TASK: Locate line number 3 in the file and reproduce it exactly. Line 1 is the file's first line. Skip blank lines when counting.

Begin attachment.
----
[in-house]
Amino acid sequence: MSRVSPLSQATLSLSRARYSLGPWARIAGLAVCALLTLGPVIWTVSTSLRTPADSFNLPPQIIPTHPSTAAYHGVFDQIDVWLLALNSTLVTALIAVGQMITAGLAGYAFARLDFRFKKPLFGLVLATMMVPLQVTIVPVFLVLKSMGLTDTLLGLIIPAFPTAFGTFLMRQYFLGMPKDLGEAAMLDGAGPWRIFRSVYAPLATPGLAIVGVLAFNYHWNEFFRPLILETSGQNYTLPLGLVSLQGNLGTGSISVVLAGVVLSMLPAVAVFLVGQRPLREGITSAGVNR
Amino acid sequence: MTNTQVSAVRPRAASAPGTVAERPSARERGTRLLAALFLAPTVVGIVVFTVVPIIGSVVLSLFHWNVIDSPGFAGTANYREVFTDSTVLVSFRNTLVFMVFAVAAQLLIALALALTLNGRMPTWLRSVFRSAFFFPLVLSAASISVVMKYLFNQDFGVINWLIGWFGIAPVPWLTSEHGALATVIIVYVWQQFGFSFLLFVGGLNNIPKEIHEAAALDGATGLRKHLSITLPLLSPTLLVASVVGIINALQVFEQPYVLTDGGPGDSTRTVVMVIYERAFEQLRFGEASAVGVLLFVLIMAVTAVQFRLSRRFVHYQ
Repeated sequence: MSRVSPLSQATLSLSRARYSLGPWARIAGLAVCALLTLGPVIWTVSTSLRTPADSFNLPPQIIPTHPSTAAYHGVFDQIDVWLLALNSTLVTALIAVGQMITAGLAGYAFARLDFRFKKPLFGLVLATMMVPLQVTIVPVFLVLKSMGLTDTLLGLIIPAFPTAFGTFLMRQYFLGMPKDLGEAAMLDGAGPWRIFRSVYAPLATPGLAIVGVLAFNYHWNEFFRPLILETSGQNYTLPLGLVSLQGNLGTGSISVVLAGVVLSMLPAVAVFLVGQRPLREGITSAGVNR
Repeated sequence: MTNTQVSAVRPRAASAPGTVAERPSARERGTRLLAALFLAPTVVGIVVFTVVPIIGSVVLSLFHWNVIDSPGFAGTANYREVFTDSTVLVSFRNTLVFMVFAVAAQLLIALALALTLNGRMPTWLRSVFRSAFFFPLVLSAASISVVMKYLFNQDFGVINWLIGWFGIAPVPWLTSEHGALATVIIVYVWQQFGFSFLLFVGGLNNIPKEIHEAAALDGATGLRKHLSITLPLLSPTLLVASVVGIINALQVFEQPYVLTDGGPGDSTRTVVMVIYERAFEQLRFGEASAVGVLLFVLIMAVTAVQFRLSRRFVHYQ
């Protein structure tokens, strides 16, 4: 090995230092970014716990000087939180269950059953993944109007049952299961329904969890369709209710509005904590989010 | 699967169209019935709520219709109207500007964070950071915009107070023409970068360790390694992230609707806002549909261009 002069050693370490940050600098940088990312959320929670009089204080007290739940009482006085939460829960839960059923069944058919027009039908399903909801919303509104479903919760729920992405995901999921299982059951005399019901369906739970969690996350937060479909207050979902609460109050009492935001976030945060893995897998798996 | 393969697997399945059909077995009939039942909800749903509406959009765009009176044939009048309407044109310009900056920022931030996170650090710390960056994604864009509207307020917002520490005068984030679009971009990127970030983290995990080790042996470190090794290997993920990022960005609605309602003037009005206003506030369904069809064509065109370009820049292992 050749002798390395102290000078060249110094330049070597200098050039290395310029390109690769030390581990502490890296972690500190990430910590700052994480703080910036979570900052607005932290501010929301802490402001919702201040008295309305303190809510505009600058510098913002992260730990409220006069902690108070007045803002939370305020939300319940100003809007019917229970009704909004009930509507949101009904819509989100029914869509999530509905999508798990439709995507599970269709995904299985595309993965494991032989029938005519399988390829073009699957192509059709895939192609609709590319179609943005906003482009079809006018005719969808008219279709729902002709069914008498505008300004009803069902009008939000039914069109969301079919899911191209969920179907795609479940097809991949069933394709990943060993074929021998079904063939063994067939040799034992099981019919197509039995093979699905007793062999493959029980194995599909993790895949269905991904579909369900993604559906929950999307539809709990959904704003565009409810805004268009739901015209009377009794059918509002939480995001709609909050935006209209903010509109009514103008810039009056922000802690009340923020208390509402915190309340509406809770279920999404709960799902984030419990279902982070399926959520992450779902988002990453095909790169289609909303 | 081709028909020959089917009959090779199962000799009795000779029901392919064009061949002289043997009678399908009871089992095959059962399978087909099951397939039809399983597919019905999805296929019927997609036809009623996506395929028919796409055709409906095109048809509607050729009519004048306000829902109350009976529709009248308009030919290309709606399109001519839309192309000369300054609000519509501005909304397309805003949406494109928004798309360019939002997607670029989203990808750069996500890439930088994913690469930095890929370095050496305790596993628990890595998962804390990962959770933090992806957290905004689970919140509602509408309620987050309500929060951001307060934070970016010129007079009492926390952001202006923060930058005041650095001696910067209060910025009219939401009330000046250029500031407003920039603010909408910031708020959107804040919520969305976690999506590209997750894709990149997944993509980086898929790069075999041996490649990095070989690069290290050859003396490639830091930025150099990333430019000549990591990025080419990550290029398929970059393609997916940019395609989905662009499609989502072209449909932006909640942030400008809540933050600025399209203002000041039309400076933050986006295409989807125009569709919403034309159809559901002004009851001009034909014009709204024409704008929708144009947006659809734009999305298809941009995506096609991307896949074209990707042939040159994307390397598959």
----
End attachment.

Amino acid sequence: MTNTQVSAVRPRAASAPGTVAERPSARERGTRLLAALFLAPTVVGIVVFTVVPIIGSVVLSLFHWNVIDSPGFAGTANYREVFTDSTVLVSFRNTLVFMVFAVAAQLLIALALALTLNGRMPTWLRSVFRSAFFFPLVLSAASISVVMKYLFNQDFGVINWLIGWFGIAPVPWLTSEHGALATVIIVYVWQQFGFSFLLFVGGLNNIPKEIHEAAALDGATGLRKHLSITLPLLSPTLLVASVVGIINALQVFEQPYVLTDGGPGDSTRTVVMVIYERAFEQLRFGEASAVGVLLFVLIMAVTAVQFRLSRRFVHYQ